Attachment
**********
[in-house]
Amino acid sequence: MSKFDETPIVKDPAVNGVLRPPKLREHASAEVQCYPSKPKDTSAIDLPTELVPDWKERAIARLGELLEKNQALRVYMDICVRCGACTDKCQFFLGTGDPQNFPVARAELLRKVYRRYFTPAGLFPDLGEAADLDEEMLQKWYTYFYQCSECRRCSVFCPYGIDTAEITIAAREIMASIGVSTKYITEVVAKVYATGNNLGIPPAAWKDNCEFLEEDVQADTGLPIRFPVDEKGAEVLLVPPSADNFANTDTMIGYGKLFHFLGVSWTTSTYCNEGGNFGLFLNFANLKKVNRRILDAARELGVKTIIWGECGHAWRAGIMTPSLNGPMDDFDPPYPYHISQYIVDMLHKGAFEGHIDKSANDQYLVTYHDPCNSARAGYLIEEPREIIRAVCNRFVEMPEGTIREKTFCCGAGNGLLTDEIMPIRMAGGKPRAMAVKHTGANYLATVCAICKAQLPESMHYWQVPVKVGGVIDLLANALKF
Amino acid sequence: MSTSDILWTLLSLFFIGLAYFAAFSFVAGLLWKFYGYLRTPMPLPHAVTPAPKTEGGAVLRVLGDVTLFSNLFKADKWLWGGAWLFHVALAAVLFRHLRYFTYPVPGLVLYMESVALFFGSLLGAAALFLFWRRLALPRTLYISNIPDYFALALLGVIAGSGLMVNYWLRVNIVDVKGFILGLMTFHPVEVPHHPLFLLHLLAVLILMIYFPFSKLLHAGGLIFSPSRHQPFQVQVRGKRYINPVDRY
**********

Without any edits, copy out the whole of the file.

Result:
[in-house]
Amino acid sequence: MSKFDETPIVKDPAVNGVLRPPKLREHASAEVQCYPSKPKDTSAIDLPTELVPDWKERAIARLGELLEKNQALRVYMDICVRCGACTDKCQFFLGTGDPQNFPVARAELLRKVYRRYFTPAGLFPDLGEAADLDEEMLQKWYTYFYQCSECRRCSVFCPYGIDTAEITIAAREIMASIGVSTKYITEVVAKVYATGNNLGIPPAAWKDNCEFLEEDVQADTGLPIRFPVDEKGAEVLLVPPSADNFANTDTMIGYGKLFHFLGVSWTTSTYCNEGGNFGLFLNFANLKKVNRRILDAARELGVKTIIWGECGHAWRAGIMTPSLNGPMDDFDPPYPYHISQYIVDMLHKGAFEGHIDKSANDQYLVTYHDPCNSARAGYLIEEPREIIRAVCNRFVEMPEGTIREKTFCCGAGNGLLTDEIMPIRMAGGKPRAMAVKHTGANYLATVCAICKAQLPESMHYWQVPVKVGGVIDLLANALKF
Amino acid sequence: MSTSDILWTLLSLFFIGLAYFAAFSFVAGLLWKFYGYLRTPMPLPHAVTPAPKTEGGAVLRVLGDVTLFSNLFKADKWLWGGAWLFHVALAAVLFRHLRYFTYPVPGLVLYMESVALFFGSLLGAAALFLFWRRLALPRTLYISNIPDYFALALLGVIAGSGLMVNYWLRVNIVDVKGFILGLMTFHPVEVPHHPLFLLHLLAVLILMIYFPFSKLLHAGGLIFSPSRHQPFQVQVRGKRYINPVDRY